Craig Finn – Faith in the Future


Faith in the Future is the second album from Craig Finn, frontman and songwriter of the Brooklyn-based rockers The Hold Steady. Taking a brief break from his bandmates, Finn travelled to Woodstock to record with The National and Josh Ritter associate Josh Kaufman. I don’t know whether the particular history of that town drew Finn there to record, but the record has plenty of nods to the New York state’s musical heritage. By no means however is Finn attempting to channel The Band on this record, the songs are infused with electronic flourishes and interesting synth textures placing it firmly in 2015.

The album jolts to life with Maggie I’ve Been Searching For My Son, an up tempo song with a Tom Petty and the Heartbreakers vibe. Lyrically the song seems full of self doubt and with a chorus including the line “a kid went to the movies with a gun”, it’s sure to grab the listeners attention.

Roman Guitars follows with it’s eerie, electronic swathes of sound filling the speakers. They’re soon to be replaced by an unexpected but lovely brass section, heavy drums and the distinctive voice of Finn. Pitched somewhere between Bruce Springsteen and Wilco’s Jeff Tweedy, it certainly is an acquired taste and may be too guttural for some. He hasn’t employed any new vocal tricks for this solo outing which will be a welcome sign for his loyal fanbase.

Newmyer’s Roof, named after a friend of Finn’s apartment is more like what we have become accustomed to with The Hold Steady. A short, blue colour story wrapped in driving guitars and a grandness in its arrangement.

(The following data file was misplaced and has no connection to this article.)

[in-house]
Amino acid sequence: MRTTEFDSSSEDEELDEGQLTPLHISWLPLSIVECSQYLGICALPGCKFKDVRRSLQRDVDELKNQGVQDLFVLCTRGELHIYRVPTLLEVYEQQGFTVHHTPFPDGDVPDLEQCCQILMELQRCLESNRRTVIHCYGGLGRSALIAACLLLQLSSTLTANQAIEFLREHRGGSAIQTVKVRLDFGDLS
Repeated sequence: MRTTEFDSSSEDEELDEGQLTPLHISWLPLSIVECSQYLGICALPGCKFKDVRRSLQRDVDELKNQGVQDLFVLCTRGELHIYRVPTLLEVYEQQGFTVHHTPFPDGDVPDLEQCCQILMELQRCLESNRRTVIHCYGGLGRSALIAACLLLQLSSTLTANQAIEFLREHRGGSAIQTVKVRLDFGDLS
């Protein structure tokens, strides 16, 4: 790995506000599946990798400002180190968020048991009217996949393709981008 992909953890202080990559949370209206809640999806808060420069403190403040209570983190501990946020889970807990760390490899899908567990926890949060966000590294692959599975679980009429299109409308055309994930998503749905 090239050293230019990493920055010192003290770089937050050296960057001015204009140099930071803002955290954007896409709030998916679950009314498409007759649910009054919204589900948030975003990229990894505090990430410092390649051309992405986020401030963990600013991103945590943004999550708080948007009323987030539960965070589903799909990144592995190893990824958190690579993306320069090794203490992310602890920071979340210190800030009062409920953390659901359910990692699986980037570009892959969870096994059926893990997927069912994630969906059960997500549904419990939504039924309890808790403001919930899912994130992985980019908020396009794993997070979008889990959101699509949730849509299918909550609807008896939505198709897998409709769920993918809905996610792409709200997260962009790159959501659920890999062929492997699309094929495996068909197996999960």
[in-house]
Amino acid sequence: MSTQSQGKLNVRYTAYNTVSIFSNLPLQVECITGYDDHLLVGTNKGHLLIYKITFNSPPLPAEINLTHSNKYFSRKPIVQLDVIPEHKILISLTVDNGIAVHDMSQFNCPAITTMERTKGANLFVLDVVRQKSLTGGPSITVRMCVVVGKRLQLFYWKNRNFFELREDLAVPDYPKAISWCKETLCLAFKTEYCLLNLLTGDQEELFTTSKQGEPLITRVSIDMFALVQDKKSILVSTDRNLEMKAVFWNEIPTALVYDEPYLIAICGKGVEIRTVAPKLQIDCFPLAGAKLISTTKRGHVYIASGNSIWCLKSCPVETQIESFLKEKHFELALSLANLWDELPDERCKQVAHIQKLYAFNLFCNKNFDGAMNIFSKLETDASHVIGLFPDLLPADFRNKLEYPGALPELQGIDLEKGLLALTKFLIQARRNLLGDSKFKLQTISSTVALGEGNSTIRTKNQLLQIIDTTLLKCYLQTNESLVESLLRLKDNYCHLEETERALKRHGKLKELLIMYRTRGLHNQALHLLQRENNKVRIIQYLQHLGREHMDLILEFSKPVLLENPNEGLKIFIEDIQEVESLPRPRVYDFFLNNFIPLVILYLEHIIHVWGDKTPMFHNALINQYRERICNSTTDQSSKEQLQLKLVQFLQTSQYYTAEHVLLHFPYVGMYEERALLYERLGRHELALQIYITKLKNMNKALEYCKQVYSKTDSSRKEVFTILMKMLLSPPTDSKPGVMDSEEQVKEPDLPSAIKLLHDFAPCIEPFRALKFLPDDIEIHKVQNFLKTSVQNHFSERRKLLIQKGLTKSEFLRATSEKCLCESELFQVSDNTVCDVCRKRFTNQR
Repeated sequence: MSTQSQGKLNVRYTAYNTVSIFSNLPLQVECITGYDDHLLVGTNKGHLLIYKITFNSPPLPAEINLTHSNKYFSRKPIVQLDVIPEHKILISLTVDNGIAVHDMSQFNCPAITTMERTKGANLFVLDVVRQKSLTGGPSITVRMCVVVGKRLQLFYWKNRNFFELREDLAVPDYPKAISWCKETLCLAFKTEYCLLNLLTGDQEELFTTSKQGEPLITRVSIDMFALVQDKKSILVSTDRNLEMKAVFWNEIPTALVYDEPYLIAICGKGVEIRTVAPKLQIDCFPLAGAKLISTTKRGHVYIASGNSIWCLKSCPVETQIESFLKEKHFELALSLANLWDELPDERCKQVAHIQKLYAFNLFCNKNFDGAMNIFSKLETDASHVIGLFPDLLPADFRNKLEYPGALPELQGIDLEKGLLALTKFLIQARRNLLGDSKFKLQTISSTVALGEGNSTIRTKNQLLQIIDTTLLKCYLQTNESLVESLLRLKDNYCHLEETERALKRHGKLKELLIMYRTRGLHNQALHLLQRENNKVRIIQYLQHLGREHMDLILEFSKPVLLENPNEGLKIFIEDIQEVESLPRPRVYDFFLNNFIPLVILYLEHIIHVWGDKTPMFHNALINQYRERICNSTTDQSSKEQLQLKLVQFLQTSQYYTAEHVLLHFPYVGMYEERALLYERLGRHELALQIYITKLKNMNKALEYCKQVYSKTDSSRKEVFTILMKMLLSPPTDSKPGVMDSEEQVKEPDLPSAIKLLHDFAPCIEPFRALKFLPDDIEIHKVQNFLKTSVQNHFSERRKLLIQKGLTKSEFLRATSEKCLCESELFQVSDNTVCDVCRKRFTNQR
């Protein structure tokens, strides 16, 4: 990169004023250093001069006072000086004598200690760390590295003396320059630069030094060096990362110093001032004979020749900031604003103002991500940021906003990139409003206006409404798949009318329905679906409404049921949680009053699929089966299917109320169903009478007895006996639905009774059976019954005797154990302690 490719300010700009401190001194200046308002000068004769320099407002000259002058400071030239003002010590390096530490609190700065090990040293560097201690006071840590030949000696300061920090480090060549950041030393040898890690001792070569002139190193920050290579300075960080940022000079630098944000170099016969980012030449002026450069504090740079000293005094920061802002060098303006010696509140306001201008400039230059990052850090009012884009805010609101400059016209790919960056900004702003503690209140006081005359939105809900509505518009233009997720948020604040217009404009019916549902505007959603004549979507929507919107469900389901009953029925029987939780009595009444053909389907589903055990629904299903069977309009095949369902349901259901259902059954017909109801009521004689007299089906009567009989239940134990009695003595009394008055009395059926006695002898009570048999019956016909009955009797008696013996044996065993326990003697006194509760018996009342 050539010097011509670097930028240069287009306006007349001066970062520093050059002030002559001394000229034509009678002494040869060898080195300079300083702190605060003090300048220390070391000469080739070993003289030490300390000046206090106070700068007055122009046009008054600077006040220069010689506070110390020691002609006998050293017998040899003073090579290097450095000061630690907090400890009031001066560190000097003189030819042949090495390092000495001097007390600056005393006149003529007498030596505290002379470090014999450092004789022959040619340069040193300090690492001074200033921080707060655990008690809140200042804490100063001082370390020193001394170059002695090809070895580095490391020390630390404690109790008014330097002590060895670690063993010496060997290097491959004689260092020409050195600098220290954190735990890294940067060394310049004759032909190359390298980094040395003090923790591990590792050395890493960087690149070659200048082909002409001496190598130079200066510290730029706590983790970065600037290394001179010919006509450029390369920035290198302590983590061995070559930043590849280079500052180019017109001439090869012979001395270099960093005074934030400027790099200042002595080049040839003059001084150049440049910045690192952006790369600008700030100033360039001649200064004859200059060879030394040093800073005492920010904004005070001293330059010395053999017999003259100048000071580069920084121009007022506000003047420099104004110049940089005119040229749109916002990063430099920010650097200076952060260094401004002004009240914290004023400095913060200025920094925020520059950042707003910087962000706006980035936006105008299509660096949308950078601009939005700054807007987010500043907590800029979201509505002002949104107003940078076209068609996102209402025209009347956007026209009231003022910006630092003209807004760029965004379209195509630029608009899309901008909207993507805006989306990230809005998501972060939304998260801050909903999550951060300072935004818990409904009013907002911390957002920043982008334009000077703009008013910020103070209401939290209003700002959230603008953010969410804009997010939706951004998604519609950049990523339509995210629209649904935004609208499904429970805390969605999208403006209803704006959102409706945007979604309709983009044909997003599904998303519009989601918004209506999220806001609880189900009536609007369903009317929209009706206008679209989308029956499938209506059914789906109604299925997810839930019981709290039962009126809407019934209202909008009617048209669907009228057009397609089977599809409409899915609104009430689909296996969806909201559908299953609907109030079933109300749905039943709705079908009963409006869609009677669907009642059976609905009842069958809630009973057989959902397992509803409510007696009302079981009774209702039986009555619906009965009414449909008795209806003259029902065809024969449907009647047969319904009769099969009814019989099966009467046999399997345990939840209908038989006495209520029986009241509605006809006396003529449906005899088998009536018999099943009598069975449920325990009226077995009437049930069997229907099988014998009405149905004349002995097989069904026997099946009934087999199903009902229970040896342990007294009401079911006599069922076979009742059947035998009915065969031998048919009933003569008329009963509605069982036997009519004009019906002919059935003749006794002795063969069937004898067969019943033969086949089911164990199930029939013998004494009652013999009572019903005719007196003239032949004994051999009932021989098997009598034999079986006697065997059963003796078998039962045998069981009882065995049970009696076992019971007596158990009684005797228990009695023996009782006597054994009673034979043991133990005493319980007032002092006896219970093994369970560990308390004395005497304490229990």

Probably the album’s highlight is Sarah, Calling From a Hotel. The music is a simple, acoustic arrangement, however the lyrics are heartbreaking with the female character of the song title seemingly in danger from a boyfriend/husband. The song finishes tantalisingly with the story unresolved.

Finn has said that he wanted this record to have a more stripped back sound and lyrically to reflect the “more mundane, slices of life’. Going to a Show is about going to concerts on your own as you don’t have to worry if your companion for the night is enjoying the show. This is something I have done many times and it’s good to relate to someone feeling the same.

The album is definitely not as bold as the sound made with his Hold Steady band mates. In the past they have been accused of throwing the kitchen sink into their productions. On the flip side it’s nowhere near as bleak in the lyrical or musical department than say Bruce Springsteen’s Nebraska. There’s plenty of musical variation present to create a vibrant collection of songs that keep the listener engaged from start to finish. Saint Peter Upside Down has a Motown inspired swagger to its arrangement that perks up the album towards its conclusion.

Craig Finn has made a record that may not grab your attention straight away but he’s produced an album that unfolds beautifully after a good few listens. When you reach the poignant final track I Was Doing Fine (Then a Few People Died) you will feel like you have been on a vivid journey through the less glamorous, but more interesting, side of American life.

Faith in the Future is released on Partisan Records onĀ 11 September 2015

gary page at bruce


Words by Gary Page.